Thursday, September 24, 2009

What Is Your Favorite Park?

Just over a year ago my friend George Taylor of Imaginerding invited me to take part in a series of interviews he was conducting called "Meet Our Neighbors." In the interview he would pose a series of questions and invite other bloggers to answer them for inclusion on his site. I enjoyed this opportunity as it afforded me the chance to give some real thought to specific aspects of my Disney Obsession.

I have gone back and re-read his questions and my answers and thought it would be good if I were to take some of the questions and go into a little more detail. You might call if "fuel" for a few posts here. So to begin with, and for this installment of Disney As Art, I thought I would revisit the question, "What is your favorite park?" I answered the question:

"As special as the Magic Kingdom is, and most every trip begins with a walk down Main Street U.S.A., my favorite park is Epcot. That is where I renewed my love for Disney as an adult. The icon is like no other. The moment it became "the" park was when I first heard the sub-woofers kick in during Saint-Saƫns "Organ" Symphony in Impressions de France. From that moment on..."

This has not changed in the year since I wrote that, or in the years since "I first heard the heard the..."

For most of my life I have held a fascination with France and specifically with Paris. There was time when I could say I had spent more time in Paris than I had in Walt Disney World. It was the first stop on a trip my parents gave me as a graduation gift. It was the city where my wife and I spent our honeymoon. It was a quick trip on the EuroStar while we lived in England and it was the city I always tried to route my travel through whenever I flew back and forth to Europe to teach.

When I am in Epcot, specifically in France, I allow my mind to wander into the realm of fantasy. When that happens I think back to days when I felt that the bohemian lifestyle would have suited my artistic temperment. I feel this when I look up at the window above the wine shop on Le Petit Rue and see a lone flickering light. I am drawn to the tragic story of Rodolfo and Mimi in Puccini's La Boheme. And if I listen close enough with my imagination I can just hear Rodolfo's anguished cry as he cradles the deceased Mimi in his arms.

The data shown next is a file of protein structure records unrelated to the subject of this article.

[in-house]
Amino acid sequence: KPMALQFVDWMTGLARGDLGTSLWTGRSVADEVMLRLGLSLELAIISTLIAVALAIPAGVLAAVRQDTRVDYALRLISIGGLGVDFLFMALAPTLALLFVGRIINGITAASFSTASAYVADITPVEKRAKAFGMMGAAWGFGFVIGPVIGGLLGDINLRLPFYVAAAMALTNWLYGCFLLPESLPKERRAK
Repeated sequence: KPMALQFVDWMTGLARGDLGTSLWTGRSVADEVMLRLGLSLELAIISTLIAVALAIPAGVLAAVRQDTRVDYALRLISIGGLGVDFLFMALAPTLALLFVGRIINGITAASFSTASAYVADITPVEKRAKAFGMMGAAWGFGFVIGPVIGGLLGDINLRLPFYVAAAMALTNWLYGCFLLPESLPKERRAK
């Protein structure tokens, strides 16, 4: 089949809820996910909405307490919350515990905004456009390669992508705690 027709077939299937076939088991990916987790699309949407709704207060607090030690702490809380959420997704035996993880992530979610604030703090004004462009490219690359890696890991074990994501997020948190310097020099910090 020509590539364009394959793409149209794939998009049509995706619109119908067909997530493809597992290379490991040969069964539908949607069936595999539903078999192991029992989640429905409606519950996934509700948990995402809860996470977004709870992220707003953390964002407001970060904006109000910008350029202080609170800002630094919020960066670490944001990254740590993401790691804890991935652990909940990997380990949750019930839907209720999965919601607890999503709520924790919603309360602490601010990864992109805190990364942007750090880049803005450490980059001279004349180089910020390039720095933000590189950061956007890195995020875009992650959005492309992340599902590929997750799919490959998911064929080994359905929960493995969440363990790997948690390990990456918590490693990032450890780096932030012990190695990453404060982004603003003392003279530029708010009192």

I can set on a bench and easily place myself in Somerset Maugham's The Moon and Sixpence. There I become Charles Strickland; a character based on Paul Gauguin. I am a painter exploring the reach of my creativity along side Van Gogh, and then finally journeying to the South Pacific to find a vision of "art" and "beauty." Or I can set with Hemingway, Stein, Fitzgerald, Pound and others of "The Lost Generation" at the side walk cafe that once stood on the promenade. There we would pour over the morning papers, have a cup of espresso, a pastry, and decide what the day will hold.

Fanciful? Probably. But this is what is conjured up in my mind anytime I cross the bridge from the United Kingdom or step across the change in pavement from Morocco. Is this the real Paris in the real France? No, not by a large margin. I doesn't contain my favorite table at my favorite cafe on the Left Bank. 

But, it is still magical. When I visit this little corner of the World Showcase I am transported, for however long, to a semblance of a place that holds many fond memories for me. I can travel, if but for a little while, to a place where my imagination can run free. And isn't that what Disney is about? A place where our imagination can be set free. 

I hope this piece of Disney as Art can help you reach into your imagination and cause you to smile.

More to follow...

No comments: